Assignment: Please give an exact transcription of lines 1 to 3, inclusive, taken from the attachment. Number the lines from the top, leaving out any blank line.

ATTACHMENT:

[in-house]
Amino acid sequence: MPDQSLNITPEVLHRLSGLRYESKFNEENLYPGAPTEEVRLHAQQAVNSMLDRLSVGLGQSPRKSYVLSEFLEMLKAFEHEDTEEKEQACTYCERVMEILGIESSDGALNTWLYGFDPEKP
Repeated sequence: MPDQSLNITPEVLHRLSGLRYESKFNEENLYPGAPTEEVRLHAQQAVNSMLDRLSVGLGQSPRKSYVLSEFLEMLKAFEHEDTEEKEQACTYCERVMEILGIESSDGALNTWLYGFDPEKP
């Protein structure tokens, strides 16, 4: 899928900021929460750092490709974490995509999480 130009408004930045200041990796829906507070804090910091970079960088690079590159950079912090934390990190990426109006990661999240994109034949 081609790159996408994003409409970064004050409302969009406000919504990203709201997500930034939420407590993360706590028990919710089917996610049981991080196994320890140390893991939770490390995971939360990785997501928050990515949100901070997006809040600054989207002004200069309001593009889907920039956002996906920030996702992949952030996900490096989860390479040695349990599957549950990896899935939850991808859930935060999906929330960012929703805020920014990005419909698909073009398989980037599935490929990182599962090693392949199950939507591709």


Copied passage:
[in-house]
Amino acid sequence: MPDQSLNITPEVLHRLSGLRYESKFNEENLYPGAPTEEVRLHAQQAVNSMLDRLSVGLGQSPRKSYVLSEFLEMLKAFEHEDTEEKEQACTYCERVMEILGIESSDGALNTWLYGFDPEKP
Repeated sequence: MPDQSLNITPEVLHRLSGLRYESKFNEENLYPGAPTEEVRLHAQQAVNSMLDRLSVGLGQSPRKSYVLSEFLEMLKAFEHEDTEEKEQACTYCERVMEILGIESSDGALNTWLYGFDPEKP